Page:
The Ad of the Week: "I am a Mormon" (LDS Public Relations Department , USA)

Bountiful, Utah
June,20, 2011

I am
It seems that everybody is talking about Mormons nowadays. The Mormon-buzz could be attributed to three different (completely different) reasons:

First, The Book of Mormon The Musical; second, the two Mormon-candidates for the 2012 US presidency and last but not least, the "I am a Mormon" Ad campaign. The latter is what I'm mostly will talk about, because it is our Ad Of The Week!

The following is just a preview of all the videos that goes around YouTube:

(To watch the original 2 min. video scroll to the end.)

New york, New York
Not being slow and noticing the In-every-bodies-mouth's time the The Church of Jesus Christ of Latter-day Saints is having in the Big Apple, the LDS Church Public Relations hurried to launch this campaign in New York.

The video Ad posted here is New Yorkers will be seeing in a huge billboard and in taxis everywhere as part of this clever campaign that already took place in 9 other cities in the US.

This is just part of a huge ad campaign that includes ads on television, radio, billboards, bus platforms and in the interior of transit vehicles that feature everyday Mormons talking about their regular lives and their faith.

The LDS Internet

The profiles reach an international audience through an award wining website and via digital and social media, Internet ads, Twitter, Facebook and YouTube.

I pesonally LOVE the new design of all the LDS Church websites... they are all related in design and yet they are different. (I might talk about the website in another post)

(As part of the campaign, church members are invited to share their profiles on the website.)

The ads are catchy. Upbeat music plays as the surfer, the artist or the skateboarder states his or her beliefs about life.

They all end with, "And I'm a Mormon."


The effort seeks to break through the stereotypes of what people think they know about Mormons.That message seems to resonate with those seeking to better understand Mormons.

We can't deny however, that part of the "moment" that Mormons are having, as Newsweek Magazine described it, is partly (in a great way)because of what Vogue Magazine called "hands down, the filthiest, most offensive, and — surprise — sweetest thing you’ll see on Broadway this year, and quite possibly the funniest musical ever.":The Book of Mormon the Musical

"The ends justify the means"
creators of well known potty mouth TV Show, South Park, Parker and Stone tell the story of two 19-year-old Salt Lake City boys sent to Uganda as missionaries.

It’s a coming-of-stage story dripping in dirty jokes, with irreverent, offensive showstoppers such as a “Hakuna Matata”–esque number with the chorus “F-- You, God.”*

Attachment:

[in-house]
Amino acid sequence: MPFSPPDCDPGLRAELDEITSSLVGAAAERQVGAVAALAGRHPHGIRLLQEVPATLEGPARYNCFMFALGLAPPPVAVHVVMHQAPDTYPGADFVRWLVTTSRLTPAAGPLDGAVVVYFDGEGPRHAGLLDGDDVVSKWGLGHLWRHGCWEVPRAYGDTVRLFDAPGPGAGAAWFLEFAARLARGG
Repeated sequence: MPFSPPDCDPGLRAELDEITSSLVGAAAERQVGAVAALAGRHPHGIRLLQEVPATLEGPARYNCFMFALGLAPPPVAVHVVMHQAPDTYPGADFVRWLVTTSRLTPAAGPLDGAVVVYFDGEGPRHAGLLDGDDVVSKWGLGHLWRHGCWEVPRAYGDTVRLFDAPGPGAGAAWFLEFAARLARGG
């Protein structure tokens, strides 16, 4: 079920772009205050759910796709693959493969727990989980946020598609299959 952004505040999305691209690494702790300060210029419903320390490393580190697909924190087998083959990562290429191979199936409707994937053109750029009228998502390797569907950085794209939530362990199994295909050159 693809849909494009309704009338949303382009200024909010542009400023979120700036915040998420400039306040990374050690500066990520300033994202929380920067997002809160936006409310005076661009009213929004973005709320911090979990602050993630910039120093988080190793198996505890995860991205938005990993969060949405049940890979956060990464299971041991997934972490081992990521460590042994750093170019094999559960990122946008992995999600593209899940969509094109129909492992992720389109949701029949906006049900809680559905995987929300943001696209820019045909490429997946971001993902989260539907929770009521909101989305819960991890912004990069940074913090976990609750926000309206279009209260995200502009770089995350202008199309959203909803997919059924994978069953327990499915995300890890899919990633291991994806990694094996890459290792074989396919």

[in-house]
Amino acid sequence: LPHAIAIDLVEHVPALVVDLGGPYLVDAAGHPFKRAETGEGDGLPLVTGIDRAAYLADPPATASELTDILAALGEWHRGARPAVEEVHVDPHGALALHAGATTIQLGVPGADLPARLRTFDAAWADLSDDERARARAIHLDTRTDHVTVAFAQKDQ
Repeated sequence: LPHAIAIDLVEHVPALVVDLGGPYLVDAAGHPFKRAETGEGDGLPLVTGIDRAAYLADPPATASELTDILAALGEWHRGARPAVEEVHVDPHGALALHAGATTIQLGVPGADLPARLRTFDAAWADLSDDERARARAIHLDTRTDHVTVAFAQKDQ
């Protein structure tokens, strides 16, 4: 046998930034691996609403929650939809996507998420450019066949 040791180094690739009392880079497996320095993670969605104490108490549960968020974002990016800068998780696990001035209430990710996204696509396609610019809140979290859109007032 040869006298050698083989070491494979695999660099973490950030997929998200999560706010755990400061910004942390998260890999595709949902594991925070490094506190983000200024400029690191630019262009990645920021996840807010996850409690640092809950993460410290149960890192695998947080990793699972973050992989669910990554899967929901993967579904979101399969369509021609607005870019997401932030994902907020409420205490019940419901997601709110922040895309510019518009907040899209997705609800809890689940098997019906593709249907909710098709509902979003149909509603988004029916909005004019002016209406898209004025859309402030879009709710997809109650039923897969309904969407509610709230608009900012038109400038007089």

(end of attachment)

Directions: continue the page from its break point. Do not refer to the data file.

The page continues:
Even by that musical’s foul-mouthed standards, The Book of Mormon may be the most obscene show ever brought to a Broadway stage.

All offenses though (intended or not) are sort/kind of-- relying in consequentialism.* This view is often expressed as the aphorism "The ends justify the means"

According to many reviews, if we overlook the religious mocking and sacrilegious-ness of the play, and we take as it was intended: A satirical production for the sake of laughter, an "uplifting" message may make the musical OK...
What's the moral of the Story? Religion is a made up thing to make people feel better about themselves. So if you believe, feel stupid about yourself, but if you don't, laugh...laugh hard.

“We may laugh at [Mormons’] silly beliefs,”
Stone, one of the creator of the musical, says, “but at the end of the day, we really liked them. We wanted it to be a feel-good musical. And one that inspires people as well.”

Parker and Stone assured they visited Salt Lake City, in Utah, for research. They said they talked to a lot of people, and visited a lot of places. (Perhaps that when they came out with Sal Tlay Ka Siti, which I think is awesome.)

All and all, "The Book of Mormon" musical boosted missionary efforts. "When my mission president announced the campaign last week there were actual cheers by the missionaries," said Elder Aldridge, an LDS missionary in New York City.

"We go to one neighborhood and people recognize us more and say, 'There's the missionary poster guy! Didn't they make a musical about you?'"
added his companion, Elder Kinikini.

The elders also reported that missionaries are seeing the first signs of the campaign. One of their colleagues saw an "I'm a Mormon" ad on top of a cab just yesterday.

"The 'I'm a Mormon' campaign was tested in nine U.S. markets last year and is being expanded to additional areas," LDS Church spokesperson Scott Trotter said. "We included New York City in this round because of conversations about the church happening there."

Presumably these conversations involve both "The Book of Mormon" musical and the media flurry around the two Mormons seeking the Republican presidential nomination, Mitt Romney and Jon Huntsman Jr.

Here is one of the many many videos of the campaign...

Oh, and by the way, I am an Argentine, I love Advertising, Graphic Design and Photography... I love new york, and I'm a Mormon.

*Consequentialism refers to those moral theories which hold that the consequences of one's conduct are the true basis for any judgement about the morality of that conduct. Thus, from a consequentialist standpoint, a morally right act (or omission) is one that will produce a good outcome, or consequence.


Popular Posts